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Frankenstein in Baghdad
SHORTLISTED FOR THE MAN BOOKER INTERNATIONAL PRIZE 2018
SHORTLISTED FOR THE MAN BOOKER INTERNATIONAL PRIZE 2018
WINNER OF THE INTERNATIONAL PRIZE FOR ARABIC FICTION
'Extraordinary... A devastating but essential read.' Kevin Powers, bestselling author and National Book Award finalist for The Yellow Birds
'Gripping, darkly humorous...profound.' Phil Klay, bestselling author and National Book Award winner for Redeployment
From the rubble-strewn streets of US-occupied Baghdad, the scavenger Hadi collects human body parts and stitches them together to create a corpse. His goal, he claims, is for the government to recognize the parts as people and give them a proper burial. But when the corpse goes missing, a wave of eerie murders sweeps the city, and reports stream in of a horrendous-looking criminal who, though shot, cannot be killed. Hadi soon realises he has created a monster, one that needs human flesh to survive - first from the guilty, and then from anyone who crosses its path.
An extraordinary achievement, Frankenstein in Baghdad captures with white-knuckle horror and black humour the surreal reality of a city at war.
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This book is a revelation. Impeccably and tightly written, it weaves the darkest of humour and keen satire with everyday community episodes in a way that makes it one of a kind. Reading this, you will experience shock, fear, confusion, pity, amusement, curiosity and sadness - sometimes all at the same time. It is a soap opera spliced with horror and will leave you contemplating war, society and justice long after you close the pages.
We are in Baghdad in 2005. Over the course of this year and against the backdrop of Saddam Hussein’s trial for crimes against humanity (notably this is never mentioned), the city is to experience repeated suicide bombings and massive destabilisation. The thread of the plot is centred on Hadi, the junk dealer and prolific spinner of yarns who, after he experiences the loss of a friend to a bomb, begins to collect body parts and stitch them together. He’s unsure about his own motivations but forms a vague plan to use the corpse as a protest.
Circumstance intervenes to embed the corpse with a restless spirit who begins a campaign of vengeance which evolves into one of survival resulting in a series of murders more gruesome and terrifying than even the daily threat of bombing. Is this justice correct? Was any action in the name of justice in Iraq correct? Is it today?
To understand the impact of the murders, we need to understand the community. This is something that readers and viewers in the west typically struggle to do. Surveying events via the BBC, all we see is another bombing, another incomprehensible loss of life. So it was in the mid 00’s with Iraq and not much has changed for many news reports of events in Syria to this day.
Ahmed Saadawi has created a community in the Baghdad neighbourhood of Bataween that is so complex, warm and real that its normality plays a huge part in establishing a sense of shock. Gruesome events and ghastly actions are set against the normality of the gossipy coffee house, office politics, family tensions, unrequited lust. The cast is considerable, so that the character list at the start of the book proves extremely helpful.
Elishva is elderly, almost blind and living with decades of grief. She is an Assyrian Christian who holds real or imagined conversations with Saint George the Martyr. Aziz is an Egyptian who runs the coffee shop that is host to much of the storytelling. Mahmoud is an aspirational journalist who frets over his heritage, worrying that his family “were not real Arabs”. Faraj the estate agent and Abu Anmar the hotel owner are both interlopers engaged in a battle of business, with the former on the up and the latter rapidly declining.
This is a diverse community of very personal characters who I found appealing for better or for worse, with dynamics that are not dissimilar to any village across the globe. Their circumstances convene to make the existence of the Whatsitsname possible, even for it to thrive. The Whatsitsname itself is physically formed of all ethnicities, all faiths, criminal and innocent, strong and weak. It is a representation of the diversity of society, the conflicts within each one of us.
This make up of the Whatsitsname makes it something other than a monster. Despite its crimes, it becomes an everyman. In a tone of writing that reminded me of Crime and Punishment (but funnier), it is driven by a sense of self preservation. Aren’t we all, but at what cost?
Of course, no commentary on events in Iraq would be complete without a nod to corruption; within the media, government, armed forces and community at large. It’s everywhere. As the Whatsitsname discovers, no one is innocent. Metaphor is strong in this story, and Saadawi succeeds in achieving poignancy without becoming overly righteous. What is great about this book is that despite its horror, it remains completely, utterly and possibly ironically, human.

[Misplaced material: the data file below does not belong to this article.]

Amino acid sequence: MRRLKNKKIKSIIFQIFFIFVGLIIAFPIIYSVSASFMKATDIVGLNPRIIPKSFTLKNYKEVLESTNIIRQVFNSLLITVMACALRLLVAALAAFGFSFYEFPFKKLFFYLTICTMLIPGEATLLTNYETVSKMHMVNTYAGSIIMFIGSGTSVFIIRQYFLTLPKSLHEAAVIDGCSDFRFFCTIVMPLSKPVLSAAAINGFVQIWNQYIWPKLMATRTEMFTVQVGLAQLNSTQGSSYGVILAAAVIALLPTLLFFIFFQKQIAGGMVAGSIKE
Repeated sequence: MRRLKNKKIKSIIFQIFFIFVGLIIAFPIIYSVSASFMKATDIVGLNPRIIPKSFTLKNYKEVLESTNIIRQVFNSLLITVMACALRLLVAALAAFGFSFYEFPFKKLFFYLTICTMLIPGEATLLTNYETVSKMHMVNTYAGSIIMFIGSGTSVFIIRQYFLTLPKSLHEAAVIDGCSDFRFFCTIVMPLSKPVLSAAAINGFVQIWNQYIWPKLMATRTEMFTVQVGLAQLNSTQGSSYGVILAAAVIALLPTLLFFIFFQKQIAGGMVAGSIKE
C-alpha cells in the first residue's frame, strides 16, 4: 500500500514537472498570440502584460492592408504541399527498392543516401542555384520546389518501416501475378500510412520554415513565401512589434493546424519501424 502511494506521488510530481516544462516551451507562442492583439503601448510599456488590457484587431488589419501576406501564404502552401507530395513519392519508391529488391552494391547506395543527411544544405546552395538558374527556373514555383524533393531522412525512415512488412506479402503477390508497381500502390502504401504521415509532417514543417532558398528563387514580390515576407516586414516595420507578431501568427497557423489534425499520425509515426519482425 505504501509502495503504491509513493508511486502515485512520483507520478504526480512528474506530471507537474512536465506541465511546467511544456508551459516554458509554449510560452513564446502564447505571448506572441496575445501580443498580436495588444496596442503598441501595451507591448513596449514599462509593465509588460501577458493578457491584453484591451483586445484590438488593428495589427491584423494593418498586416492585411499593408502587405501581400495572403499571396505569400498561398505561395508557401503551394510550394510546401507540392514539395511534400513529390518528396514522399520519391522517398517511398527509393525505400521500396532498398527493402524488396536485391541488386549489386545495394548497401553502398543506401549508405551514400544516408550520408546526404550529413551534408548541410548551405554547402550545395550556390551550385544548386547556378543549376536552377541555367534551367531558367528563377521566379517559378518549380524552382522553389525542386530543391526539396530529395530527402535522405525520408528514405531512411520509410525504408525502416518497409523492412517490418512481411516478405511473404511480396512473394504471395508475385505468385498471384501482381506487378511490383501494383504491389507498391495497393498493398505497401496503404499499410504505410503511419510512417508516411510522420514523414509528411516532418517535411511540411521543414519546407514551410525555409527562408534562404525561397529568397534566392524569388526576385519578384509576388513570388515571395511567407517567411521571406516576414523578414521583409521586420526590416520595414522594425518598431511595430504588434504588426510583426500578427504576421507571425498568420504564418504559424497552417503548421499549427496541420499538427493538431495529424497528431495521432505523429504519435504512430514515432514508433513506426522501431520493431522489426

`Saadawi's strange, violent and wickedly funny book borrows heavily from the science fiction canon, and pays back the debt with interest: it is a remarkable achievement, and one that, regrettably, is unlikely ever to lose its urgent relevancy.' * <i>Guardian</i> * `[Saadawi is] Baghdad's new literary star.' * <i>New York Times</i> * `Ahmed Saadawi has wrenched a fable that puts a cherished Romantic myth to urgent new use... In their bicentenary year, Mary Shelley's scientist and his creature will take plenty of contemporary spins. Surely, no updated journey will be more necessary than Saadawi's... A nightmarish, but horridly hilarious, tale... Sinister, satirical, ferociously comic but oddly moving.' * <i>Spectator</i> * `Frankenstein in Baghdad is complex but very readable and darkly humorous; it has well-observed characters, whose back stories reflect the wider context. The monster is a metaphor both for the physical horrors of Iraq, and for the development of groups within that chaos. The translation by Jonathan Wright is first-rate.' * <i>Times Literary Supplement</i> * `Helped by Jonathan Wright's elegant and witty translation, which reaches for and attains bracing pathos, Saadawi's novel mixes a range of characters and their voices to surprising, even jolting effect...a remarkable book.' * <i>Observer</i> * `A darkly delightful novel... Detective story and satire as well as gothic horror, Frankenstein in Baghdad provides a tragicomic take on a society afflicted by fear, and a parable concerning responsibility and justice.' * <i>New Statesman</i> * `Frankenstein in Baghdad is more than just a black comedy. It's as much of a crossbreed as its ghoulish hero - part thriller, part horror, part social commentary... Saadawi, slickly translated by Jonathan Wright, captures the atmosphere of war-torn Baghdad with the swiftest of penstrokes, and picks out details that make the reader feel, and even taste, the aftermath of the explosions that pepper the book.' * <i>Financial Times</i> * `Saadawi's novel...is more than an extended metaphor for the interminable carnage in Iraq and the precarious nature of its body politic. It also intimately depicts the lives of those affected by the conflict [and] offer[s] a glimpse into the day-to-day experiences of a society fractured by bloodshed.' * <i>The Economist</i> * `In the 200 years since Mary Shelley wrote Frankenstein, her monster has turned up in countless variations - but few of them have been as wild or politically pointed as the monster in Ahmed Saadawi's Frankenstein in Baghdad.' * <i>New York Times</i> * `An extraordinary piece of work. With uncompromising focus, Ahmed Saadawi takes you right to the wounded heart of war's absurd and tragic wreckage. A devastating but essential read.' * Kevin Powers, bestselling author of the National Book Award finalist <i>The Yellow Birds</i> * `This adroitly written literary fiction ingeniously blends absurdist horror with a mordantly funny satire about life in a war-torn city... Extraordinary in its scope and inventiveness.' * <i>Irish Times</i> * `A bold literary conceit and executed with some aplomb.' * <i>Mail on Sunday</i> * 'A fantastical manifestation of war's cruelties... Saadawi blends the unearthly, the horrific and the mundane to terrific effect... There's a freshness to both his voice and vision... What happened in Iraq was a spiritual disaster, and this brave and ingenious novel takes that idea and uncorks all its possible meanings.' * <i>New York Times Book Review</i> * 'Frankenstein in Baghdad gives an intimate, tragicomic look at the Iraq War through the lens of a small neighbourhood in U.S.-occupied Baghdad... Come for the fascinating plot; stay for the dark humour and devastating view of humanity.' * <i>Washington Post</i> * 'Frankenstein in Baghdad is a profound, powerful and extraordinarily imaginative work. Part thriller, part horror story, part supernatural fantasy, part meditation on violence and justice, it is both harrowing and darkly comic.' * <i>Banipal</i> * `A devastating but essential read.' * <i>Western Morning News</i> * `This darkly funny fantasy...is a brilliant creature in its own right.' * <i>Prospect</i> * `A modern-day parable that exposes the reality of living in 21st century Baghdad, a city riven by fear and blame, but in which humanity and humour somehow endure.' * <i>New Internationalist</i> * `Brilliantly conceived...feels both timely and prescient.' * <i>Totally Dublin</i> * 'Saadawi strikes a feverish balance between fantasy and hard realism in Frankenstein in Baghdad... Baghdad-born and still living the Iraqi capital, [he] delivers a vision of his war-mangled city that's hard to forget.' * <i>The Seattle Times</i> * 'Ahmed Sadaawi's darkly comic fable is a fusion of the surreal, the gothic and bleak reality... A poignant and painful portrayal of a country whose ghosts have yet to be exorcised.' * <i>Literary Review</i> * 'Powerful...surreal...darkly humorous... Cleverly conscripts a macabre character from a venerable literary work in the service of a modern-day cautionary fable... An excellent English translation.' * <i>Chicago Tribune</i> * 'Frankenstein in Baghdad is an intriguing and inventive appropriation of a classic tale which underlines the endless possibilities for novels of war.' * <i>Bath Life Magazine</i> * 'A macabre yet bleakly funny spin on the story of Frankenstein which vividly captures the atmosphere of a city at war.' * <i>Book Riot</i> * 'Brilliant... Crisp, moving, and mordantly humorous... Like Catch-22 and Slaughterhouse-Five, Frankenstein in Baghdad plays the absurd normality of war for dark humour... The monster is a powerful metaphor, but the real reason the novel works is because Saadawi writes with a rare combination of generosity, cruelty, and black humour. He has a journalist's eye for detail and a cartoonist's sense of satire.' * <i>The New Republic</i> * 'A harrowing and affecting look at the day-to-day life of war-torn Iraq.' * <i>Publishers Weekly</i> * 'Frankenstein in Baghdad is a graphic portrait of perpetual war. [It] assembles from the carnage of the ongoing crisis in Iraq a monster that, echoing Mary Shelley's creation, reflects back upon us the inhumanity of our own actions and the ways war spirals out of control, leaving devastation in its wake.' * <i>Lit Hub</i> * 'As with any great literary work, this novel doesn't just tell a story. Rather, it unfolds across multiple dimensions, each layer peeling back to reveal something new... Exquisitely translated by Jonathan Wright, this novel breaks through the superficial news stories and helps us see more clearly what the American invasion has wrought, how violence begets violence, and how tenuous is the line between innocence and guilt. Brilliant and horrifying, Frankenstein in Baghdad is essential reading.' * <i>World Literature Today</i> * 'Outrageously adroit...this haunting novel brazenly confronts the violence visited upon this country by those who did not call it home. A startling way to teach an old lesson: an eye for an eye makes the whole world blind.' * <i>Kirkus</i> * 'There is no shortage of wonderful, literate Frankenstein reimaginings...but few so viscerally mine Shelley's story for its metaphoric riches... In graceful, economical prose, Saadawi places us in a city of ghosts, where missing people return all the time, justice is fleeting, and even good intentions rot... A haunting and startling mix of horror, mystery, and tragedy.' * <i>Booklist</i>, starred review * 'This gripping, darkly humorous fable of post-invasion Baghdad is a profound exploration of the terrible logic of violence and vengeance.' * Phil Klay, National Book Award-winning author of <i>Redeployment</i> * `Harrowing subject matter and a fractured structure...make this a challenging read. But this sad, clever tale of unintended consequences and a city torn apart is well worth the effort.' * <i>SFX</i> * 'Winner of the International Prize for Arabic Fiction, this complex novel weaves the experiences of a diverse group of Iraqis during the chaos of internecine warfare. This Iraqi perspective is one that may surprise and challenge casual readers; highly recommended.' * <i>Library Journal</i> * 'Expertly told... A significant addition to contemporary Arabic fiction.' * Judges' citation, International Prize for Arabic Fiction * 'A remarkable book from the heart of terror, where violence dissolves the divide between reality and unreality.' * Thomas McGuane, author of <i>The Longest Silence</i> * 'A painful and powerful story.' * Hassan Blasim, author of <i>The Corpse Exhibition</i> * `Uses Kafka-esque scenarios and magic realism to convey just how surreal and nightmarish day-to-day life for Iraqis has become.' * Michiko Kakutani, <i>New York Times</i> * `Matter-of-factly, Saadawi sets out a reality - Baghdad in 2005 - so gothic in its details...that, when the novel makes a turn to the supernatural, it barely shocks.' * The New Yorker * 'A haunting allegory for sectarian violence.' * Alexandra Alter, <i>The New York Times</i> * 'A haunting allegory of man's savagery against man and one of the most essential books to come out of the Iraq War, or any war.' * Elliot Ackerman, National Book Award finalist for <i>Dark at the Crossing<i/> * 'Ahmed Saadawi has divined a dark, rapturous metaphor within the landscape of post-9/11 Iraq and, channeling Gabriel Garcia Marquez, has written a love song to the humanity that endures even amid the ruins of war.' * Lea Carpenter, author of <i>Eleven Days</i> * 'Frankenstein in Baghdad is a quietly ferocious thing, a dark, imaginative dissection of the cyclical absurdity of violence. From the terrible aftermath of one of the most destructive, unnecessary wars in modern history, Ahmed Saadawi has crafted a novel that will be remembered.' * Omar El Akkad, author of <i>American War</i> * 'Weaving as seamlessly from parable to realism as a needle weaves a tapestry, Frankenstein in Baghdad perfectly captures the absurdity, mayhem, and tragedy of war. Mahmoud the hapless journalist, Hadi the unwitting Dr. Frankenstein, and Elishva the mother are all profoundly human and appealing, our guides to a rare glimpse of the human beings on the receiving ends of our wars. Funny, bizarre, and captivating, this is a must-read for all Americans who are curious to see the war at last from an Iraqi point of view.' * Helen Benedict, author of <i>Wolf Season</i> and <i>Sand Queen</i> * 'Horrifically funny and allegorically resonant, Frankenstein in Baghdad captures very well the mood of macabre violence that gripped Baghdad in 2005.' * Brian Van Reet, author of <i>Spoils</i> * 'The war novel after Iraq is alive in America, and an Iraqi perspective here gives a shot of high voltage to a reanimated discussion... Saadawi's sentences are smooth, crisp, and McCarthy-esque; translator Jonathan Wright does an incredible job of bringing the haunting, brooding rhythm of the words to life.' * <i>Rain Taxi</i> *